Materials Science - Environment - 18.02.2019
Lobster's underbelly is as tough as industrial rubber
Lobster’s underbelly is as tough as industrial rubber
Membrane material's properties could guide design of flexible body armor, new study suggests. Flip a lobster on its back, and you'll see that the underside of its tail is split in segments connected by a translucent membrane that appears rather vulnerable when compared with the armor-like carapace that shields the rest of the crustacean.

Astronomy / Space Science - Health - 15.02.2019
Astronaut photography benefiting the planet
Astronaut photography benefiting the planet
When astronauts take photographs of our planet while orbiting 400 km above our heads, they are doing much more than just taking pretty pictures. They are looking after the health of our planet and, ultimately, us too. Techniques used by astrophotographers looking at the stars and space exploration come together to measure the environmental impact of artificial lights at night.

Health - Pharmacology - 15.02.2019
Joshua Wallach: meta-researcher, Beatles fan, pizza connoisseur
Joshua Wallach: Meta-researcher, Beatles fan, pizza connoisseur  The Yale School of Public Health proudly welcomes a large number of new tenure track faculty joining us this academic year. These individuals have widely varied interests and excel in research, scholarship, innovation and teaching. They complement and expand the expertise already available at the School of Public Health and will be instrumental in addressing many of the health challenges of the 21 st  century.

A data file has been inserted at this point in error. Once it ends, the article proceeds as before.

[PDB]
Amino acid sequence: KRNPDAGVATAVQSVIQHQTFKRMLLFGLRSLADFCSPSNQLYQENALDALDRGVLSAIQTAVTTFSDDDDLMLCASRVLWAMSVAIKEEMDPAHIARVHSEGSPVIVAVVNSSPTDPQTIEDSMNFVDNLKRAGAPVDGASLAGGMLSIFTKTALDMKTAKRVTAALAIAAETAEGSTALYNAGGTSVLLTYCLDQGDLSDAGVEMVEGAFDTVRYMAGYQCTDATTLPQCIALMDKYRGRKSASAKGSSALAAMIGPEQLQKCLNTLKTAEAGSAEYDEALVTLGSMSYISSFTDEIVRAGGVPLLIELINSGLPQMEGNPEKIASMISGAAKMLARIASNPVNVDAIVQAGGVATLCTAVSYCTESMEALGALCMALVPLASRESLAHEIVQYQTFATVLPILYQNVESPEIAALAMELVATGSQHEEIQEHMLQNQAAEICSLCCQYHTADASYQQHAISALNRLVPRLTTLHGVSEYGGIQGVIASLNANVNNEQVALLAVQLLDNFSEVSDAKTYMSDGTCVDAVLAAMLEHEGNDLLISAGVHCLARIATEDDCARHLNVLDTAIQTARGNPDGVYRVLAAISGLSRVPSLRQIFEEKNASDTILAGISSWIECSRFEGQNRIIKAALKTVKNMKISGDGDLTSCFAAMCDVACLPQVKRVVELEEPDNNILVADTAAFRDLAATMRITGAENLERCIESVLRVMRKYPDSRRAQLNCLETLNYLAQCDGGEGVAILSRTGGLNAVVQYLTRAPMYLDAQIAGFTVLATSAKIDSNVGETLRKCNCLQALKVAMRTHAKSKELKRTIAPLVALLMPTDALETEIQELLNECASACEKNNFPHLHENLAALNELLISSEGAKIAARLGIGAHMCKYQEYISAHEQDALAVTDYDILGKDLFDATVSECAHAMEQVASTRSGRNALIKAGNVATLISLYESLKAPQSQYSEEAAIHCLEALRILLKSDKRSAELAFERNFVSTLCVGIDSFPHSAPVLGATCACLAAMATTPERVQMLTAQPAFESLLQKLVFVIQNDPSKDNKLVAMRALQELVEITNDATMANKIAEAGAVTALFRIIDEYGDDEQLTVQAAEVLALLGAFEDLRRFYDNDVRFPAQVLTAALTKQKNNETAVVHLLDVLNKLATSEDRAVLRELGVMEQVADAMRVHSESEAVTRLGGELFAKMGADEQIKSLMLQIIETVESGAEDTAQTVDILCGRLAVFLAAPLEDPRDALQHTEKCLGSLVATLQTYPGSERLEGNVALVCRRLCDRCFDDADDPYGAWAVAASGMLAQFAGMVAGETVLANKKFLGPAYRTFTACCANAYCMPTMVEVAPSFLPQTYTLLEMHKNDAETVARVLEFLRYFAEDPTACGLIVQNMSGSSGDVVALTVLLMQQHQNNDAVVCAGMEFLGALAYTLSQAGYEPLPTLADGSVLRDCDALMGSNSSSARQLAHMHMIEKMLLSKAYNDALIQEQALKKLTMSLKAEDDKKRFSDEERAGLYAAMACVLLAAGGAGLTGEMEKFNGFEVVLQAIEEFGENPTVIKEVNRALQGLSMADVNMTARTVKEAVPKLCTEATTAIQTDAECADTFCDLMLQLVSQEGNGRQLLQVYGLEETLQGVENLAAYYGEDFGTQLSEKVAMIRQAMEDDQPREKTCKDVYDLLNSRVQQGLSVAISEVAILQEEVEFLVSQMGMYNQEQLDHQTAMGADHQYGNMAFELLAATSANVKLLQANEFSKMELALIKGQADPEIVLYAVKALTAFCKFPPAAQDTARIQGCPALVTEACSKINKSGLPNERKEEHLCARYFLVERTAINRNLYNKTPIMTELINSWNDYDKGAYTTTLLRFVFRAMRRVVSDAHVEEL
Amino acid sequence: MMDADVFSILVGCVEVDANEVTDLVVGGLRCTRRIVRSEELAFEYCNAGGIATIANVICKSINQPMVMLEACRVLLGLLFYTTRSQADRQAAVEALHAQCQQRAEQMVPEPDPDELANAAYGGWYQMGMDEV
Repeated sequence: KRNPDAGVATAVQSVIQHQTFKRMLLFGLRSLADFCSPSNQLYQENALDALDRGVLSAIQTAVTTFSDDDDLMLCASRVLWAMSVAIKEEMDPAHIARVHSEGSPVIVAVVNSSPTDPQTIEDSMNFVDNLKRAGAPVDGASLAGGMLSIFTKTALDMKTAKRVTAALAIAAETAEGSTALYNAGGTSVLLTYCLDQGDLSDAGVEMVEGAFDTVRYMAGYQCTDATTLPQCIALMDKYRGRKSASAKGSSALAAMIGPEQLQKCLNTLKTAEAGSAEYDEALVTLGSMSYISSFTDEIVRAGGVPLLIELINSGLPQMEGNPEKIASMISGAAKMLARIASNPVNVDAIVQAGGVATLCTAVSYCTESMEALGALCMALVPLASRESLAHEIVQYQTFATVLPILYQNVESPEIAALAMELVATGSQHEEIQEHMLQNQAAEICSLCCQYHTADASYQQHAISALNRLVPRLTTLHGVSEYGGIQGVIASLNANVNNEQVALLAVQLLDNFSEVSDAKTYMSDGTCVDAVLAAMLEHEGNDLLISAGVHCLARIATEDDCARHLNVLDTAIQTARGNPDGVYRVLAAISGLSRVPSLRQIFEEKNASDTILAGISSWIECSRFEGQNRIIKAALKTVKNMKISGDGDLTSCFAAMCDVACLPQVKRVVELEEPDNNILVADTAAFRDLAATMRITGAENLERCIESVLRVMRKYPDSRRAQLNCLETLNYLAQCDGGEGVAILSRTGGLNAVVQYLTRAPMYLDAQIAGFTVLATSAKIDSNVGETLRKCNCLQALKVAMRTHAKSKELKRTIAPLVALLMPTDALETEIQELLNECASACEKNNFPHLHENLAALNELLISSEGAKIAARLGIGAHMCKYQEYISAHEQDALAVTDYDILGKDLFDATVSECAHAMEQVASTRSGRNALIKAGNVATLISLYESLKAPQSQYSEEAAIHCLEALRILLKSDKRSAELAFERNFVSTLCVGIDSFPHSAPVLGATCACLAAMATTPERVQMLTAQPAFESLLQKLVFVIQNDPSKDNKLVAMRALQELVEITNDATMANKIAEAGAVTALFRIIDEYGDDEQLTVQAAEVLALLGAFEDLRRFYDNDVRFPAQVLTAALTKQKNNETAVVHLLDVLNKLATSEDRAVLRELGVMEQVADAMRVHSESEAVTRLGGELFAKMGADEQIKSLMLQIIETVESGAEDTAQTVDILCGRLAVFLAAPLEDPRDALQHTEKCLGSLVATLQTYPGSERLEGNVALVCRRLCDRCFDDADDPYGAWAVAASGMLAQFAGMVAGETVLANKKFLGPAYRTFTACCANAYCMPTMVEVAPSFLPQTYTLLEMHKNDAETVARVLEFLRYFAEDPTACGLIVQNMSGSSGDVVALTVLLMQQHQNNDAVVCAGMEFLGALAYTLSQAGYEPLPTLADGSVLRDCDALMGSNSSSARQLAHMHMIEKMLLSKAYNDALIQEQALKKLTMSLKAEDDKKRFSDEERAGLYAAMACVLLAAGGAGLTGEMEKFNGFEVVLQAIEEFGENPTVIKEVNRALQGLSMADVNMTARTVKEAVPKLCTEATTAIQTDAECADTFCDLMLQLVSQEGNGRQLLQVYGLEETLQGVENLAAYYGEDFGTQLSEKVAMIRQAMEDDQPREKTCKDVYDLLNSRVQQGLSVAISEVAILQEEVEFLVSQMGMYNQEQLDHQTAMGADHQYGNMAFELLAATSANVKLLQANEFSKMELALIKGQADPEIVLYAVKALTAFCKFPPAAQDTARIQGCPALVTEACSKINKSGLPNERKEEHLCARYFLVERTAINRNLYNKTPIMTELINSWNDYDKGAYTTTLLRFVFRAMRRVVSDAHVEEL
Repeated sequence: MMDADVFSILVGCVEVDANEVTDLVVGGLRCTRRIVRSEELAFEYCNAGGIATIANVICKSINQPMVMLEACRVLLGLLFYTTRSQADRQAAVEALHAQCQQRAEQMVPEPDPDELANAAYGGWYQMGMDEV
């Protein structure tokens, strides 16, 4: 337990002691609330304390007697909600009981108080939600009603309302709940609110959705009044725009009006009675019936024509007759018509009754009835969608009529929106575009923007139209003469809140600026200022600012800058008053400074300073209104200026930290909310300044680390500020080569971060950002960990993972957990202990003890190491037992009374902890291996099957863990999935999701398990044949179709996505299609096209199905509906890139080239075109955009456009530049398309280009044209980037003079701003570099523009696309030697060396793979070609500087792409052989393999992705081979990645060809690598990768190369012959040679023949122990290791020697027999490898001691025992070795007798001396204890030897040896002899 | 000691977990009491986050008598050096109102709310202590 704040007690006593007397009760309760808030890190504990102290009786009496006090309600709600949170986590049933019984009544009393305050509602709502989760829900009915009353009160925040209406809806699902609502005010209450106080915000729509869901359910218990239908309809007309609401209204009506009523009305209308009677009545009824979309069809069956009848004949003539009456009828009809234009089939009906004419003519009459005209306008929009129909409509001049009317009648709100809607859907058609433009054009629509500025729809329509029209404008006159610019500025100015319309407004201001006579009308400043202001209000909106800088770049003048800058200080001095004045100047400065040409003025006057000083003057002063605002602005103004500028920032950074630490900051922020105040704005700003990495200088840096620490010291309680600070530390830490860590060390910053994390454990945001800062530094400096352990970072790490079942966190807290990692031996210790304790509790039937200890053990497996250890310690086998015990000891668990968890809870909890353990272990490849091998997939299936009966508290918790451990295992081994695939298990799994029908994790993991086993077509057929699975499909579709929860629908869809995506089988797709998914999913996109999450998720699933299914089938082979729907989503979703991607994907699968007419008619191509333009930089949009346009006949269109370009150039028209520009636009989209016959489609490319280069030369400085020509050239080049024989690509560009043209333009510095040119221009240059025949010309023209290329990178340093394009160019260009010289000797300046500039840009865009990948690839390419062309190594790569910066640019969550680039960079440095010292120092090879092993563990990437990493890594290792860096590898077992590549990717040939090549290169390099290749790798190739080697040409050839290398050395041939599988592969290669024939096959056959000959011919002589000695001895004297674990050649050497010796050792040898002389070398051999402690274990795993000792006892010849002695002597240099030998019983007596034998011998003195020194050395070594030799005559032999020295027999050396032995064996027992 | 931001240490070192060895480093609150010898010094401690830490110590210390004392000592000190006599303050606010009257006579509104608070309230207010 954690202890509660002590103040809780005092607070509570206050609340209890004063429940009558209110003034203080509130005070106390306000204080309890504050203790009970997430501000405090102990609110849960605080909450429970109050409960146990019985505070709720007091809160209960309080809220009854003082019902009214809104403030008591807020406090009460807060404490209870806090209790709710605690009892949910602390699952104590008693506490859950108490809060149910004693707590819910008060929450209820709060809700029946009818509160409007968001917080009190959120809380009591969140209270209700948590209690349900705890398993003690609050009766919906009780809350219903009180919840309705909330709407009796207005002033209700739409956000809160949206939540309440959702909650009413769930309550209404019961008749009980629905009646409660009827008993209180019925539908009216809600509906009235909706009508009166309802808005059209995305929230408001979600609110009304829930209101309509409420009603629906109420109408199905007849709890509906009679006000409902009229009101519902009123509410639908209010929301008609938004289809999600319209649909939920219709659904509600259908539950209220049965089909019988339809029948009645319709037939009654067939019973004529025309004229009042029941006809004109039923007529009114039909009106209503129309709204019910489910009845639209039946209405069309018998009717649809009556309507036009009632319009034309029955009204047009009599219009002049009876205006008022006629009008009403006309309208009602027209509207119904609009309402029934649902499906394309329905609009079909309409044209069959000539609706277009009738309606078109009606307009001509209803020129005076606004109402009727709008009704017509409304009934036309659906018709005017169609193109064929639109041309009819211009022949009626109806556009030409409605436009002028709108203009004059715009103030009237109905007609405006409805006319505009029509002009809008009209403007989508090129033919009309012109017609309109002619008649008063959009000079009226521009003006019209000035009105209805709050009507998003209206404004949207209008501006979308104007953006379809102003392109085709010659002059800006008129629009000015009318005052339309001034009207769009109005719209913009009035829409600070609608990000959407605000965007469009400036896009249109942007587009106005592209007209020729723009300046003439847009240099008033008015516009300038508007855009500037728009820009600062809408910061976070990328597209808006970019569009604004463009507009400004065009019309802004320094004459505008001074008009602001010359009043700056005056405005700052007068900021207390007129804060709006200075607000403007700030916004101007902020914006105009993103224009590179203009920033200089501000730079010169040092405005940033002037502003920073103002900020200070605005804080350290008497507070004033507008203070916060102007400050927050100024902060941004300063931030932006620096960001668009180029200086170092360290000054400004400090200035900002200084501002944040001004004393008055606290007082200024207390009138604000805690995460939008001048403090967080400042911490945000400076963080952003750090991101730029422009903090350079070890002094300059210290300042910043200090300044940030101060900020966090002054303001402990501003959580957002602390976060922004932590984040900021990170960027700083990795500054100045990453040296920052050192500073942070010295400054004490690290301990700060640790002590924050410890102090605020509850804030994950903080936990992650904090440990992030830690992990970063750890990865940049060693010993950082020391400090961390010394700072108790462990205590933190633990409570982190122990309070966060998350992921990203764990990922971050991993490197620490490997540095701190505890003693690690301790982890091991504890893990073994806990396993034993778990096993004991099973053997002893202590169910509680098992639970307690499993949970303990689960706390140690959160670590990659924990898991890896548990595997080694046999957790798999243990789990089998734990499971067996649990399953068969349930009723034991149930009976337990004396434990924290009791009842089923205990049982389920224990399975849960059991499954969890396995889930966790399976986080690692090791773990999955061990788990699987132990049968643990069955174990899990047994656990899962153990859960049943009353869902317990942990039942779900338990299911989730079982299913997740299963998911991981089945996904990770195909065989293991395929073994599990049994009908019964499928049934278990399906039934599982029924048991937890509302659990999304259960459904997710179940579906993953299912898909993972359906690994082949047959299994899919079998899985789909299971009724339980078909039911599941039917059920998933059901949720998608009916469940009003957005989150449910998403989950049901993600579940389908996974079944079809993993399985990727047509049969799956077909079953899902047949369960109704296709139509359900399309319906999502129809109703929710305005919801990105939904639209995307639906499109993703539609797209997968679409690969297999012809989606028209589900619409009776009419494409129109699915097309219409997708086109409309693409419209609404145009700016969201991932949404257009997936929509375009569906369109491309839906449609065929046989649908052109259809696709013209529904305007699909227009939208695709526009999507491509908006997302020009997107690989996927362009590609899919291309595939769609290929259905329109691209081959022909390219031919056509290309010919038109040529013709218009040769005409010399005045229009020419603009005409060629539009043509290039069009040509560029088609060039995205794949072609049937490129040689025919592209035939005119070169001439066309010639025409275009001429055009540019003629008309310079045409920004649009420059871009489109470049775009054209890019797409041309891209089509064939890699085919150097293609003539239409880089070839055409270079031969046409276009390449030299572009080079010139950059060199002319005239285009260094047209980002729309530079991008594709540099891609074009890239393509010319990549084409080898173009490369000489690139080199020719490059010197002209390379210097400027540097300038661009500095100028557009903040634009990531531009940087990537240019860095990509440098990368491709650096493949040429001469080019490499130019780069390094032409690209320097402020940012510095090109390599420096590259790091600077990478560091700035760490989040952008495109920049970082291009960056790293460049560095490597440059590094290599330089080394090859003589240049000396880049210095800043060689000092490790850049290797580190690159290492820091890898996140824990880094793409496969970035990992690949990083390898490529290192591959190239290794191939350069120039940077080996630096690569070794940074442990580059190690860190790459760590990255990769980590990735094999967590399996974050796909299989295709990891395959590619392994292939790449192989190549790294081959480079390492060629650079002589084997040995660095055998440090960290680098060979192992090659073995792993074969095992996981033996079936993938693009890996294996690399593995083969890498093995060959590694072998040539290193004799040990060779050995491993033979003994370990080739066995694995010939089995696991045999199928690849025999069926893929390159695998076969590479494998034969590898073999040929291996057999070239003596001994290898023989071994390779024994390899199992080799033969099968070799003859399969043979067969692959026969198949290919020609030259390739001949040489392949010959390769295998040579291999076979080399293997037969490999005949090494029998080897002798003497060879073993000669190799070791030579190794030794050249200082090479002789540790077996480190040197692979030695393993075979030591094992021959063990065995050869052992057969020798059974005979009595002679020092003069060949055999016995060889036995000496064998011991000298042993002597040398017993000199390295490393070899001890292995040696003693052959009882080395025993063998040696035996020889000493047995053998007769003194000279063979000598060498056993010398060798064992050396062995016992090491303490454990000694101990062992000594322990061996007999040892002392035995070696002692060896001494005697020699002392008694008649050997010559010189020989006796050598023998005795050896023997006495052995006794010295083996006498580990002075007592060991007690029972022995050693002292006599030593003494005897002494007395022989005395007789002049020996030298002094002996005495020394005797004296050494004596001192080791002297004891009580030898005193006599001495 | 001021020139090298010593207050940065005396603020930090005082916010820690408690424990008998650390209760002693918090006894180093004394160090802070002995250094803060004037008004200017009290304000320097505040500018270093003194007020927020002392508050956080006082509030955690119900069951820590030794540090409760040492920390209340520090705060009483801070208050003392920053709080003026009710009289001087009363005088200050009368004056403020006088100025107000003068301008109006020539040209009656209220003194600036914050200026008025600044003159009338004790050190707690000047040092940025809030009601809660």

Health - 15.02.2019
Women and health: the heart of the matter
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Physics - 15.02.2019
Sound waves let quantum systems ’talk’ to one another
Researchers at the University of Chicago and Argonne National Laboratory have invented an innovative way for different types of quantum technology to "talk" to each other using sound. The study , published Feb. 11 , is an important step in bringing quantum technology closer to reality. Researchers are eyeing quantum systems, which tap the quirky behavior of the smallest particles as the key to a fundamentally new generation of atomic-scale electronics for computation and communication.

Health - 15.02.2019
What makes a man? Testosterone only half the story, scientists say
What makes a man? Testosterone only half the story, scientists say
Scientists have identified for the first time the details of an ‘alternative' biological process required to develop male genitals in an unborn baby. The findings by researchers at the universities of Aberdeen and Glasgow along with French and Swedish collaborators also sheds more light on the reasons for babies being born with undescended testes or with malformed penises.

Astronomy / Space Science - 15.02.2019
Tidal Tails - The Beginning Of The End Of An Open Star Cluster
Tidal Tails - The Beginning Of The End Of An Open Star Cluster
In the course of their life, open star clusters continuously lose stars to their surroundings. The resulting swath of tidal tails provides a glimpse into the evolution and dissolution of a star cluster. Thus far only tidal tails of massive globular clusters and dwarf galaxies have been discovered in the Milky Way system.

Health - Pharmacology - 15.02.2019
Artificial intelligence can predict survival of ovarian cancer patients
Artificial intelligence can predict survival of ovarian cancer patients
Researchers have created new machine learning software that can forecast the survival rates and response to treatments of patients with ovarian cancer The artificial intelligence software, created by researchers at Imperial College London and the University of Melbourne , has been able to predict the prognosis of patients with ovarian cancer more accurately than current methods.